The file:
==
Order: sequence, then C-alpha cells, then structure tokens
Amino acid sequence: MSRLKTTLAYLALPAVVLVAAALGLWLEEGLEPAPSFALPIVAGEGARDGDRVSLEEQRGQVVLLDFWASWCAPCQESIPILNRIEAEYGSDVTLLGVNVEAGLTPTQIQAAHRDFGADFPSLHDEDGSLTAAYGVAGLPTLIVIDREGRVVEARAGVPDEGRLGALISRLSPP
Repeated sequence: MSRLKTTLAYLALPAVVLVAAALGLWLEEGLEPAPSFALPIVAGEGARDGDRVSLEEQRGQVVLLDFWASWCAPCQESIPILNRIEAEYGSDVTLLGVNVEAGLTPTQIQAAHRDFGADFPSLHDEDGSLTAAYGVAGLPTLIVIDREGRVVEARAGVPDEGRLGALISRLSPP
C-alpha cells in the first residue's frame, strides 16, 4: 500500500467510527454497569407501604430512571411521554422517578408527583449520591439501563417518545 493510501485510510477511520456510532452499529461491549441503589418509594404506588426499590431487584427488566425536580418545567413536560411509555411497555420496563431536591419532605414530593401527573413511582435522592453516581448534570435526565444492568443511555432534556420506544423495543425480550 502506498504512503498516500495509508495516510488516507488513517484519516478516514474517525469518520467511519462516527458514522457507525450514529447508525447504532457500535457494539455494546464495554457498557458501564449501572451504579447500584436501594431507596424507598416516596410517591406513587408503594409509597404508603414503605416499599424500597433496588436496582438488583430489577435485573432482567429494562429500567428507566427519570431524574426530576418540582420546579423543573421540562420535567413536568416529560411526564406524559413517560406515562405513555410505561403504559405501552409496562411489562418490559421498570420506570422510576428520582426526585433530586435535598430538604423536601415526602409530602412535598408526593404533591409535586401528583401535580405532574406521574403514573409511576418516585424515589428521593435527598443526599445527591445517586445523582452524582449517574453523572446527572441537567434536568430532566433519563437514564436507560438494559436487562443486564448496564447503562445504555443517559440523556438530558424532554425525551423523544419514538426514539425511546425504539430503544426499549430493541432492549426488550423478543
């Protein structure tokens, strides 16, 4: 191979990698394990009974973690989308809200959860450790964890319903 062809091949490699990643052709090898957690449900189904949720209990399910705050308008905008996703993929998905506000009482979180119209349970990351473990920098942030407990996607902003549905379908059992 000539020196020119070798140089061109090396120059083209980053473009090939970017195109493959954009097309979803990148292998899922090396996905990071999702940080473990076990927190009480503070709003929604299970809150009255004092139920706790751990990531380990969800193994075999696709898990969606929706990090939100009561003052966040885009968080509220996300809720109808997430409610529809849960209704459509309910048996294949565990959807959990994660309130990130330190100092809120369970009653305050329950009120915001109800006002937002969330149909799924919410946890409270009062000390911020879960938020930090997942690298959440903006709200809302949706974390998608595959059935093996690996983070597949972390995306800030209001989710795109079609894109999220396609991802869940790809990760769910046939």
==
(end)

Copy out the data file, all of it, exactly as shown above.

Order: sequence, then C-alpha cells, then structure tokens
Amino acid sequence: MSRLKTTLAYLALPAVVLVAAALGLWLEEGLEPAPSFALPIVAGEGARDGDRVSLEEQRGQVVLLDFWASWCAPCQESIPILNRIEAEYGSDVTLLGVNVEAGLTPTQIQAAHRDFGADFPSLHDEDGSLTAAYGVAGLPTLIVIDREGRVVEARAGVPDEGRLGALISRLSPP
Repeated sequence: MSRLKTTLAYLALPAVVLVAAALGLWLEEGLEPAPSFALPIVAGEGARDGDRVSLEEQRGQVVLLDFWASWCAPCQESIPILNRIEAEYGSDVTLLGVNVEAGLTPTQIQAAHRDFGADFPSLHDEDGSLTAAYGVAGLPTLIVIDREGRVVEARAGVPDEGRLGALISRLSPP
C-alpha cells in the first residue's frame, strides 16, 4: 500500500467510527454497569407501604430512571411521554422517578408527583449520591439501563417518545 493510501485510510477511520456510532452499529461491549441503589418509594404506588426499590431487584427488566425536580418545567413536560411509555411497555420496563431536591419532605414530593401527573413511582435522592453516581448534570435526565444492568443511555432534556420506544423495543425480550 502506498504512503498516500495509508495516510488516507488513517484519516478516514474517525469518520467511519462516527458514522457507525450514529447508525447504532457500535457494539455494546464495554457498557458501564449501572451504579447500584436501594431507596424507598416516596410517591406513587408503594409509597404508603414503605416499599424500597433496588436496582438488583430489577435485573432482567429494562429500567428507566427519570431524574426530576418540582420546579423543573421540562420535567413536568416529560411526564406524559413517560406515562405513555410505561403504559405501552409496562411489562418490559421498570420506570422510576428520582426526585433530586435535598430538604423536601415526602409530602412535598408526593404533591409535586401528583401535580405532574406521574403514573409511576418516585424515589428521593435527598443526599445527591445517586445523582452524582449517574453523572446527572441537567434536568430532566433519563437514564436507560438494559436487562443486564448496564447503562445504555443517559440523556438530558424532554425525551423523544419514538426514539425511546425504539430503544426499549430493541432492549426488550423478543
């Protein structure tokens, strides 16, 4: 191979990698394990009974973690989308809200959860450790964890319903 062809091949490699990643052709090898957690449900189904949720209990399910705050308008905008996703993929998905506000009482979180119209349970990351473990920098942030407990996607902003549905379908059992 000539020196020119070798140089061109090396120059083209980053473009090939970017195109493959954009097309979803990148292998899922090396996905990071999702940080473990076990927190009480503070709003929604299970809150009255004092139920706790751990990531380990969800193994075999696709898990969606929706990090939100009561003052966040885009968080509220996300809720109808997430409610529809849960209704459509309910048996294949565990959807959990994660309130990130330190100092809120369970009653305050329950009120915001109800006002937002969330149909799924919410946890409270009062000390911020879960938020930090997942690298959440903006709200809302949706974390998608595959059935093996690996983070597949972390995306800030209001989710795109079609894109999220396609991802869940790809990760769910046939």